Sexual Health During Cancer Treatment

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Sexual health during cancer treatment, a clinical psychologist’s perspective.
Sharika Amin, GRACE Guest Faculty
Sex is that one word that can mean and feel so different depending on the context of our lives.

As young teenagers, the word may fill us with a sense of intrigue and excitement; as adults hammering through life, some of us may find it a source of pleasure while others may utilize it to further the meaning of a relationship, and for some of us it may serve as a means to produce children. While the meaning and personal significance of the natural act of sex may change, what probably won’t is the drive and innate need for sex, which to most of us is almost is as important as satisfying our hunger, thirst, or sleep.

While we may each engage in sex for different reasons, our attitudes about sex can be vastly different - often shaped by our experiences, gender identity, sexual preferences, etc.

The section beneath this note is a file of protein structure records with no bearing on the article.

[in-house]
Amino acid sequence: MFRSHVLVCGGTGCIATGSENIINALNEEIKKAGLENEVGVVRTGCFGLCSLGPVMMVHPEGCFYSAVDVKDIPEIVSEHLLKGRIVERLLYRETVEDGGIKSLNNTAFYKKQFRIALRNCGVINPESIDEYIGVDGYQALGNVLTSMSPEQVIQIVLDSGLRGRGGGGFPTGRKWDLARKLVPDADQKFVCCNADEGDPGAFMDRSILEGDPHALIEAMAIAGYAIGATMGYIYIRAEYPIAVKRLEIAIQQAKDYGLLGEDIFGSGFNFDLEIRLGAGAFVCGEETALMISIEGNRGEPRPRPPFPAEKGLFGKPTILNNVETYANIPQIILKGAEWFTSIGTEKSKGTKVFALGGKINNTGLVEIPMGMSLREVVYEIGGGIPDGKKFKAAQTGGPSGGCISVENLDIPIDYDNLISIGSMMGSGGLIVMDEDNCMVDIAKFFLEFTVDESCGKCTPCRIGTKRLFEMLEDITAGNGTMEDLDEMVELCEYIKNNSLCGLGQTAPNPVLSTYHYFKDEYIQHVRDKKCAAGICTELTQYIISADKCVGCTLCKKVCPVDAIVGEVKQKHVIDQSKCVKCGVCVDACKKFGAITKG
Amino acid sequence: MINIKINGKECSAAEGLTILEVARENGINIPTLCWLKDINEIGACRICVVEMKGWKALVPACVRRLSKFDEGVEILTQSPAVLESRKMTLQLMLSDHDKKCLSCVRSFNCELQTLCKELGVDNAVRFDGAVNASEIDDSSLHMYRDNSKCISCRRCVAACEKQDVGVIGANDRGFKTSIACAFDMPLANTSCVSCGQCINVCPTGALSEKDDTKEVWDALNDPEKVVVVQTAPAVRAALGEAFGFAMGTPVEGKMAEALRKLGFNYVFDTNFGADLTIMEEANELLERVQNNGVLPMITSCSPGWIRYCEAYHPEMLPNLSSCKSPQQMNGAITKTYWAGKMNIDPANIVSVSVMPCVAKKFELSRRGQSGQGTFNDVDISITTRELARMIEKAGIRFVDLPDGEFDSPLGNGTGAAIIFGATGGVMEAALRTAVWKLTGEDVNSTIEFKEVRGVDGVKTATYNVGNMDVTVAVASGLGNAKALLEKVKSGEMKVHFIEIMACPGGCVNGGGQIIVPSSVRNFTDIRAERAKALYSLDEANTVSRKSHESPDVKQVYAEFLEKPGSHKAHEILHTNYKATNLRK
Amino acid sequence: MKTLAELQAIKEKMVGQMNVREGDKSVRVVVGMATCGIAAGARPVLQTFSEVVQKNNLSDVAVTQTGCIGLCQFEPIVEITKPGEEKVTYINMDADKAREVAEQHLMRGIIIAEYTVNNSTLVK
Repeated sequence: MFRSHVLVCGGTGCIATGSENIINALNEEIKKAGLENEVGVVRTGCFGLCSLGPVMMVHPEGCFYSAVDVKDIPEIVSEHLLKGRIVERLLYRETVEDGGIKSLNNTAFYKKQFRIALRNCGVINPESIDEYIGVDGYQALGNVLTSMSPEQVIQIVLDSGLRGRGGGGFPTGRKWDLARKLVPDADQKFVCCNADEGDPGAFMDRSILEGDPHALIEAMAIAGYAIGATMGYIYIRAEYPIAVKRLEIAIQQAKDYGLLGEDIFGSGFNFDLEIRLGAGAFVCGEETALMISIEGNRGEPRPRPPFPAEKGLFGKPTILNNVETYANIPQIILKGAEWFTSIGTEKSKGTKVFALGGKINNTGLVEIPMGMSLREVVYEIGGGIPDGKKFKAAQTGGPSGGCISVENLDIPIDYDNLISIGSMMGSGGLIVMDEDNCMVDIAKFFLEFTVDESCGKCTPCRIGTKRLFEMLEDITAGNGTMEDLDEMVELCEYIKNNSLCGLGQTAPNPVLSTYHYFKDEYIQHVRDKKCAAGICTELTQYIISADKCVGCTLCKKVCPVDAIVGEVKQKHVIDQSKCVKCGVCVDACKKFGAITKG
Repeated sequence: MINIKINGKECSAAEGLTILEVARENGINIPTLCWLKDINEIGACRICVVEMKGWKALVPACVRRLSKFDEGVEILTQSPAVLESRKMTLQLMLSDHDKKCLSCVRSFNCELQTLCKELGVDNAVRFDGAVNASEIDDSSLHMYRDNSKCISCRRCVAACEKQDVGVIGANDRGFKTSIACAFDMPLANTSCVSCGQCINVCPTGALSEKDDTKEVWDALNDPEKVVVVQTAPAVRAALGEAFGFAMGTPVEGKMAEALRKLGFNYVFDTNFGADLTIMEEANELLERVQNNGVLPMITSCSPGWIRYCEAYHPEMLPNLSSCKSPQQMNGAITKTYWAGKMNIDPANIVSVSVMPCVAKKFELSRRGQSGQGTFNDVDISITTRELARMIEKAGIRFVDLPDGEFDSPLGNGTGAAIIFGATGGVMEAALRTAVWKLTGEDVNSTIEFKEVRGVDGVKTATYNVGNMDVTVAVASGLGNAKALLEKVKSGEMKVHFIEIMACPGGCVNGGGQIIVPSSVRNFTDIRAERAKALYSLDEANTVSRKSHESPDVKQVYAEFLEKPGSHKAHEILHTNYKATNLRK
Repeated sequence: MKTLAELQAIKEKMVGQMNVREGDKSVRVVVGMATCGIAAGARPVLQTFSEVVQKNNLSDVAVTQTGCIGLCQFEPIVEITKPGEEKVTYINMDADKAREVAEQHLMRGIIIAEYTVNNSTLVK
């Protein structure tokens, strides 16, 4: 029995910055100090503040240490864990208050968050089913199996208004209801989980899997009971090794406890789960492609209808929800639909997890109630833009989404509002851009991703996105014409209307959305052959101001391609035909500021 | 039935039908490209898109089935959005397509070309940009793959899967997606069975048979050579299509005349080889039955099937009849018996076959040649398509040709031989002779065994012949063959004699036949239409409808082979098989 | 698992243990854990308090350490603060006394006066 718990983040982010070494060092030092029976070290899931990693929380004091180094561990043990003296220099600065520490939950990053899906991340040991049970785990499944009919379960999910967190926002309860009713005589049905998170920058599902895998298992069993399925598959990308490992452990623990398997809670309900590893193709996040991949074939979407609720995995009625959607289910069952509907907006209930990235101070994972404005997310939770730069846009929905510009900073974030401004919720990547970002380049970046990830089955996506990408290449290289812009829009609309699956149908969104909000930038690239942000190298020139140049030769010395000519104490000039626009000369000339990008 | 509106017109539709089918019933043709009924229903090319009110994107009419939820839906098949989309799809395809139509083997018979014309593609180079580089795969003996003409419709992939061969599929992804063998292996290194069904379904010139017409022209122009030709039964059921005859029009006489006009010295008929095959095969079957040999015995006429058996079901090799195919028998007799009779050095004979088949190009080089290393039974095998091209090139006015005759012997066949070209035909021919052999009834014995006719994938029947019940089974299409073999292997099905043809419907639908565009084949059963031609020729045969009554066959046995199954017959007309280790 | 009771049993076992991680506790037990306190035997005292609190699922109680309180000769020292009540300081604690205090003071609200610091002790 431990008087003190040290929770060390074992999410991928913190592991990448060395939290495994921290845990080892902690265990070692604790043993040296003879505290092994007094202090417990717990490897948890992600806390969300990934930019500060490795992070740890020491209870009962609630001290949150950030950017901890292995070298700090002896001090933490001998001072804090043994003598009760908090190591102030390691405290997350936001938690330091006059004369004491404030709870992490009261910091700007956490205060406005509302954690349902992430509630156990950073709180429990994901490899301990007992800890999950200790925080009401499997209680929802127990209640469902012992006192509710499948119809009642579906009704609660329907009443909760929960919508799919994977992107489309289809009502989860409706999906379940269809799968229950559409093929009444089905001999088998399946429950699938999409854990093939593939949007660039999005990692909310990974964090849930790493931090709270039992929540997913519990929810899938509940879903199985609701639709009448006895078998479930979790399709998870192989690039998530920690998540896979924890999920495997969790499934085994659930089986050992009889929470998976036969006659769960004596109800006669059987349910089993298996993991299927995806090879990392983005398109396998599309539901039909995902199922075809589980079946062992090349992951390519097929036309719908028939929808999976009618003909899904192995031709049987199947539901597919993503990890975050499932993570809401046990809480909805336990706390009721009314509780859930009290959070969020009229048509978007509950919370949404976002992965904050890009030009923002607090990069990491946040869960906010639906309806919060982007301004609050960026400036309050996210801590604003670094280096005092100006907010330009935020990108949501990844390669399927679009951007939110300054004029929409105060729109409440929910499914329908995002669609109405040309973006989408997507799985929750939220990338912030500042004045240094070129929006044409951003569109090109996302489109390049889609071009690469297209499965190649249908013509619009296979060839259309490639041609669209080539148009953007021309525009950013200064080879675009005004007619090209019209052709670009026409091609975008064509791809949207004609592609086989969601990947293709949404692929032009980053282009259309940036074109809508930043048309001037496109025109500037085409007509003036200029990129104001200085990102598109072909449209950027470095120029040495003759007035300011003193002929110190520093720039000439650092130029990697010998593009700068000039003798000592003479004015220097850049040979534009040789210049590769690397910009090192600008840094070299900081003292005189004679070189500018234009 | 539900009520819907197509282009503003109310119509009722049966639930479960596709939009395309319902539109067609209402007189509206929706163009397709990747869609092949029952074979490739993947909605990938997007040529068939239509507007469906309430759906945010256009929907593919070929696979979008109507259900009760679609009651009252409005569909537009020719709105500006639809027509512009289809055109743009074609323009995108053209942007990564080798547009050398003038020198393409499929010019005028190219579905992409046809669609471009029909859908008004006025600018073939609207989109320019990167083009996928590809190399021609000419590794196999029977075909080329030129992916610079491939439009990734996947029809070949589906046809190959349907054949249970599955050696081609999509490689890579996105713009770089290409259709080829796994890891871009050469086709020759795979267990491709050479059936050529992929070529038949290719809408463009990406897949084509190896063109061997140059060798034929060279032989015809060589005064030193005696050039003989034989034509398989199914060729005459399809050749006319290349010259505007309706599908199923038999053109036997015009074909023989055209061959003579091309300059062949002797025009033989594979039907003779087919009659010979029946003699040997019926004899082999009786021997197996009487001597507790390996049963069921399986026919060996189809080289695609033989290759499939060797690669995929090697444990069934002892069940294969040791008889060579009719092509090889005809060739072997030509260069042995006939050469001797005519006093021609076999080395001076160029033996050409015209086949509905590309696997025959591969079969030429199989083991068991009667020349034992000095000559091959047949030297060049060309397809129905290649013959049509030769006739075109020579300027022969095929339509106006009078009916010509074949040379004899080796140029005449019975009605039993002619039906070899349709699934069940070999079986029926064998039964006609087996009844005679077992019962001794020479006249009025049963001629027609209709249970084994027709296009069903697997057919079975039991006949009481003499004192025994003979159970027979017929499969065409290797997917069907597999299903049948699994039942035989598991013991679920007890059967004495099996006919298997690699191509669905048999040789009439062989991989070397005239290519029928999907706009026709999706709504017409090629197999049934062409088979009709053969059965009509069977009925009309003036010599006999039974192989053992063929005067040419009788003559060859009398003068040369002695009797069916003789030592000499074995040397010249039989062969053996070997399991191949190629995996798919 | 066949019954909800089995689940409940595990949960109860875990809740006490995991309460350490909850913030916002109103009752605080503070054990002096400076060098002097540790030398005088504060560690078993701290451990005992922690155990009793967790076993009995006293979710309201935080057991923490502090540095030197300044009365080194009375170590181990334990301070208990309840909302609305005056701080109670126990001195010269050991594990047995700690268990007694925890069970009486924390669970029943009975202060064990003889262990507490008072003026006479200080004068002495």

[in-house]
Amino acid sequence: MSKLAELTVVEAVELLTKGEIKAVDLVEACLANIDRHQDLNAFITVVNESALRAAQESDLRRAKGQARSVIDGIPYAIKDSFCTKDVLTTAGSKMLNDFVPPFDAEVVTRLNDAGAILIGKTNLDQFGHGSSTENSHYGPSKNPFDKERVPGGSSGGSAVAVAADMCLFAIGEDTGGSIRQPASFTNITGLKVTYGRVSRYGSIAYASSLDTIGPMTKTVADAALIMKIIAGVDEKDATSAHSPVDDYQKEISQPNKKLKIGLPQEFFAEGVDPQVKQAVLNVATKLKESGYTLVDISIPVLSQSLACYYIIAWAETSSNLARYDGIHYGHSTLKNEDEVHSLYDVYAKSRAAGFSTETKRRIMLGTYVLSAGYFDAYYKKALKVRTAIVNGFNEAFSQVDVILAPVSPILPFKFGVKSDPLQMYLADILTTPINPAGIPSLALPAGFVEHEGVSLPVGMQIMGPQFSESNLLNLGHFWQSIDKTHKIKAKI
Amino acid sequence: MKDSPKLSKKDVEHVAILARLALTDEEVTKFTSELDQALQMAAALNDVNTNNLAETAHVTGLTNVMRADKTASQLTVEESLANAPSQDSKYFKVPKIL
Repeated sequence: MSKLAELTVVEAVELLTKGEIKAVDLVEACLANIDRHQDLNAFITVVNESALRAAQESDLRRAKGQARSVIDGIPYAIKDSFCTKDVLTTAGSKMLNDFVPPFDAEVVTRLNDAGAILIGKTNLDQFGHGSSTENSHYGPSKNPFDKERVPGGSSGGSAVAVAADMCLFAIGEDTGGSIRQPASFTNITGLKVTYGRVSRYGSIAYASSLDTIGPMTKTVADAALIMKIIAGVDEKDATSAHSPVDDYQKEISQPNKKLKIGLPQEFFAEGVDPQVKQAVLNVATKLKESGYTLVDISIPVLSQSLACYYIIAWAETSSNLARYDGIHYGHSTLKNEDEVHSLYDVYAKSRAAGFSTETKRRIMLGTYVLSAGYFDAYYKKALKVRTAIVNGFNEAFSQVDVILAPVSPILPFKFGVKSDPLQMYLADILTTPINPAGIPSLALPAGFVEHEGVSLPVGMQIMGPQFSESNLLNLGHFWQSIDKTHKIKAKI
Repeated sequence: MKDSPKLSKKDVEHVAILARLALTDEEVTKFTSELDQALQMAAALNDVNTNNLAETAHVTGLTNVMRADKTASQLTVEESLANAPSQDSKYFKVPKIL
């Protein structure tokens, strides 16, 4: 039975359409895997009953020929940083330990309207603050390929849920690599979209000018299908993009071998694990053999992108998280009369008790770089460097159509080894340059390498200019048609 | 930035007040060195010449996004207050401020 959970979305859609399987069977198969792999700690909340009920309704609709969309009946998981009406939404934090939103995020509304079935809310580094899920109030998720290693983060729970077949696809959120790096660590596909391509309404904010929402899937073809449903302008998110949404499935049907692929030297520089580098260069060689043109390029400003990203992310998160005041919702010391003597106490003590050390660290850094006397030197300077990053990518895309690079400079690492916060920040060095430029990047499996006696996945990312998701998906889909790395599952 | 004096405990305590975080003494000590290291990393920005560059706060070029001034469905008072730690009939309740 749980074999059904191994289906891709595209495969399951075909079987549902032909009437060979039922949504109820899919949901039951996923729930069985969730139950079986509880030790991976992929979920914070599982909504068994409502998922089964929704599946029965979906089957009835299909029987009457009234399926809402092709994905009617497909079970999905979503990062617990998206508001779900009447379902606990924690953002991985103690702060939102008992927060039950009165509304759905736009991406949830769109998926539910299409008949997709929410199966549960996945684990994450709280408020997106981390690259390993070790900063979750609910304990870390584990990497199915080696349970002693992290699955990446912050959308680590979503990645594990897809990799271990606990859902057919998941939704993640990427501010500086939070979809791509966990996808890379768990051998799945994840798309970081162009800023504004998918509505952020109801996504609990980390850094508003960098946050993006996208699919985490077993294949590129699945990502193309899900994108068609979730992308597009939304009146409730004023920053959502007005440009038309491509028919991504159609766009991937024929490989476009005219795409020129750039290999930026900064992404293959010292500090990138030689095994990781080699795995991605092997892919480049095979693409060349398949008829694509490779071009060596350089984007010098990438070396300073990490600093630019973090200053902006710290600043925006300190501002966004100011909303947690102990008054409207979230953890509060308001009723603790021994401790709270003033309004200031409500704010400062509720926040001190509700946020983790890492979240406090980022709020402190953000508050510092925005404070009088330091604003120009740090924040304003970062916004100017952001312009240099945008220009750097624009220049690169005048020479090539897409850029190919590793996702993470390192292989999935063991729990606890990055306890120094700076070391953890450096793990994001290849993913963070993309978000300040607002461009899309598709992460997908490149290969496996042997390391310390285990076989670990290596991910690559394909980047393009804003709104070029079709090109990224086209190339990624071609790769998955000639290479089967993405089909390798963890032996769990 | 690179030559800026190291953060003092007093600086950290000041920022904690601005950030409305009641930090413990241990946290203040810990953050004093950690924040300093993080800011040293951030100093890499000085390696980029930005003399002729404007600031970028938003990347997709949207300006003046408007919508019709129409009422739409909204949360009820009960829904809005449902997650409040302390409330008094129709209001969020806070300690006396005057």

No matter what our meaning of sex is, there are many situations that can affect our sexual health, and one of these is cancer. It affects all facets of one’s being. One’s physical and mental state is affected and that can have consequences to ones’ personal and familial life. While these challenges may be acknowledged and discussed openly with loved ones, the subject of sex is sometimes tabooed. To approach the subject with a trusted friend, loved one, or doctor may seem unimportant compared to the other challenges of living with cancer. To express desire or the absence of desire with your partner may seem like it should be at the bottom of one’s priority list. Are the natural desires, feelings, physical and emotional needs that were flourishing before a diagnosis expected to be safely put in a drawer to never be opened again?